In my article about the Capture the Flag at The Undercroft in which I recently participated, I wrote about my solution to this particular challenge:
Your answer lies in the 1’s and 0’s…
0010111 00001111 00010111, 00011001 00001111 10101 00000001 00010010 00000101 00010010 00001001 00000111 00001000 00010100
(Make sure to use the comma, and spaces correctly)
The first part of my solution was turning those numbers into a list. Copy the numbers into a text editor, stick
0b in front of each one, and then turn the sequence into a Python list:
numbers = [0b0010111, 0b00001111, 0b00010111, 0b00011001, 0b00001111, 0b10101, 0b00000001, 0b00010010, 0b00000101, 0b00010010, 0b00001001, 0b00000111, 0b00001000, 0b00010100]
Paste the list into a Python REPL and then display its contents to see the numbers in decimal:
>>> numbers [23, 15, 23, 25, 15, 21, 1, 18, 5, 18, 9, 7, 8, 20]
The next step is to convert those numbers into letters. Once again, the Unicode/ASCII value for “A” is 65, so the trick is to add 64 to each number and convert the resulting number into a character.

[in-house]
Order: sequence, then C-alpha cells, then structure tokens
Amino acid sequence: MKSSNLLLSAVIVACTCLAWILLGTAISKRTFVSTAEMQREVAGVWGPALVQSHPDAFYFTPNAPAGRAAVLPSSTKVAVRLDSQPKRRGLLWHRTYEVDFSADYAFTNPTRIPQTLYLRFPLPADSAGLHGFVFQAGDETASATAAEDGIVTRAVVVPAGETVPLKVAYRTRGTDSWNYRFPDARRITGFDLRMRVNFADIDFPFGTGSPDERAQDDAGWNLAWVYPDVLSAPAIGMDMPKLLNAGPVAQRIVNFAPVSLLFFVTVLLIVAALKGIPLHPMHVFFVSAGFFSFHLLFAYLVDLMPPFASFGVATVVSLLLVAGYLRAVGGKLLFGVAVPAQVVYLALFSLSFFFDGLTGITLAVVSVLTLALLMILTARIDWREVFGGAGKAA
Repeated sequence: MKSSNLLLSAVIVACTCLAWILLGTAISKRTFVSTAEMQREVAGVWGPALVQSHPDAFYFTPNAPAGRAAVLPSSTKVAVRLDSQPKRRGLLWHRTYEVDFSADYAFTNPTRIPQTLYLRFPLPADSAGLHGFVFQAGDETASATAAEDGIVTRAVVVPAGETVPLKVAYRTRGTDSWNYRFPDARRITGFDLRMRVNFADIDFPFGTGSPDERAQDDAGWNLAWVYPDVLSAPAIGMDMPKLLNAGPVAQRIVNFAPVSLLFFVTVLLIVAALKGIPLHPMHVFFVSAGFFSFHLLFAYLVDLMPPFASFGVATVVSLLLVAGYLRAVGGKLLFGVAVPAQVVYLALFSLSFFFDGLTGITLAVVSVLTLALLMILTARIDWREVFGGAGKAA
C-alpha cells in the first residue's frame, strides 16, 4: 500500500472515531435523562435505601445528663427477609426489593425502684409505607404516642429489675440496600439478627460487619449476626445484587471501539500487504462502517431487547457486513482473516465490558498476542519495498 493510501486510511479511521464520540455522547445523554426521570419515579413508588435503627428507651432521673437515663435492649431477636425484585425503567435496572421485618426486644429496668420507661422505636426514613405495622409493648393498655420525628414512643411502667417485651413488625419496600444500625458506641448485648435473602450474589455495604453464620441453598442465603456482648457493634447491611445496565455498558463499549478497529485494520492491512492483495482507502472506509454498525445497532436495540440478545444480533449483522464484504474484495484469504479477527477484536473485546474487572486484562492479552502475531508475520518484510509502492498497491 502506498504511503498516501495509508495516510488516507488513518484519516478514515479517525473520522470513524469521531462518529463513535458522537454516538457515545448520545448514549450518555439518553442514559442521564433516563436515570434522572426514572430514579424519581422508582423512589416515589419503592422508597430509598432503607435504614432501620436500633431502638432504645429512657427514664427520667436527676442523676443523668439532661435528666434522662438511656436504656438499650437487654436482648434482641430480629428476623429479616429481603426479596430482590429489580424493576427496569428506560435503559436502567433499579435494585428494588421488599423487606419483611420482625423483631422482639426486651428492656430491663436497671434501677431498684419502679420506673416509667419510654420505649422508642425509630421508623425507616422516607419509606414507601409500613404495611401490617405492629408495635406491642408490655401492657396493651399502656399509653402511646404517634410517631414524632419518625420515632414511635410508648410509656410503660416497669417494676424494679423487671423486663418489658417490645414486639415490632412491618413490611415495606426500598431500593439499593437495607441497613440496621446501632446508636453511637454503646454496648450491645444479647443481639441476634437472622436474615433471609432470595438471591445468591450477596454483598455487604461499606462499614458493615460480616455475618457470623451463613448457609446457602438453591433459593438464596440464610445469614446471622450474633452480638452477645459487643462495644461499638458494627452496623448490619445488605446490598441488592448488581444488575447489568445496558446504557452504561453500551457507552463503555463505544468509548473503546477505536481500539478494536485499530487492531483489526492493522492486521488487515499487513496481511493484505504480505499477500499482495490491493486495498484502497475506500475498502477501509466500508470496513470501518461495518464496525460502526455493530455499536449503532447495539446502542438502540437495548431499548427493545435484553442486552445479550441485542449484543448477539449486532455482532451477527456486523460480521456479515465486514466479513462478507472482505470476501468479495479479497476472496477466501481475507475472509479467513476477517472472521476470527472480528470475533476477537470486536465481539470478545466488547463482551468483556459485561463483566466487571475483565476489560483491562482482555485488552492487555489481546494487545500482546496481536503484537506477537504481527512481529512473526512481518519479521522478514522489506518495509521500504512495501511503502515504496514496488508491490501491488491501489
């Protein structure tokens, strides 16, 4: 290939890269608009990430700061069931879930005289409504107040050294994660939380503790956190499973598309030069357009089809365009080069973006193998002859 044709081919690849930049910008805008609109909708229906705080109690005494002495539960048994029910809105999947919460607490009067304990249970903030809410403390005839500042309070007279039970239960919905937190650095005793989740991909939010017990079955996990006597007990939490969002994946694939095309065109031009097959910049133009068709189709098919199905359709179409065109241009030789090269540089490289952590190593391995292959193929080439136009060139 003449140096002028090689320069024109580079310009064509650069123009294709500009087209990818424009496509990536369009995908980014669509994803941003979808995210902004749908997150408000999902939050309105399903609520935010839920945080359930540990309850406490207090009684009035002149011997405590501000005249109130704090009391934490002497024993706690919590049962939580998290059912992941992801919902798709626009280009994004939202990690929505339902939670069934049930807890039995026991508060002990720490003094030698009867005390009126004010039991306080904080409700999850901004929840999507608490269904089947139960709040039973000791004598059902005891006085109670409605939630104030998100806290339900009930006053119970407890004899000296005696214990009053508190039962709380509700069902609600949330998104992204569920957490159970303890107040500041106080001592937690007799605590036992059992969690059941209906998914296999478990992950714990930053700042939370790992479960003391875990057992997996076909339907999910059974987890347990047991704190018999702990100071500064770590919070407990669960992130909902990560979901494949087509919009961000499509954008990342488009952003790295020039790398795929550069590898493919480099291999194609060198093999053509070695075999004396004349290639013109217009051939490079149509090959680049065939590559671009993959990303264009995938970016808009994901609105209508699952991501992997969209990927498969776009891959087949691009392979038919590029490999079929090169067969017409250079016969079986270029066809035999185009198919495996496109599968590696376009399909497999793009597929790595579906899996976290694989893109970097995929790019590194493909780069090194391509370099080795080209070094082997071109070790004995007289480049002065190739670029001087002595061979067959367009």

Here’s how I did that:
>>> characters = map(lambda number: chr(number + 64), numbers) >>> list(characters) ['W', 'O', 'W', 'Y', 'O', 'U', 'A', 'R', 'E', 'R', 'I', 'G', 'H', 'T']
I could’ve gone super-functional and done it in one line:
>>> list(map(lambda number: chr(number + 64), numbers)) ['W', 'O', 'W', 'Y', 'O', 'U', 'A', 'R', 'E', 'R', 'I', 'G', 'H', 'T']
map(), there’s a whole lot of functional programming concepts to solve a relatively simple problem.
I could write a whole article — and I probably should — based on just that single line of code, but in the meantime, I thought I’d post an easier, more Pythonic solution.
This simpler solution uses good ol’ list comprehensions:
>>> characters = [chr(number + 64) for number in numbers] >>> characters ['W', 'O', 'W', 'Y', 'O', 'U', 'A', 'R', 'E', 'R', 'I', 'G', 'H', 'T']
Most programming languages don’t have list comprehensions. In those languages, if you want to perform some operation on every item in an array, you use a mapping function, typically named
map(), but sometimes
Hence my original solution with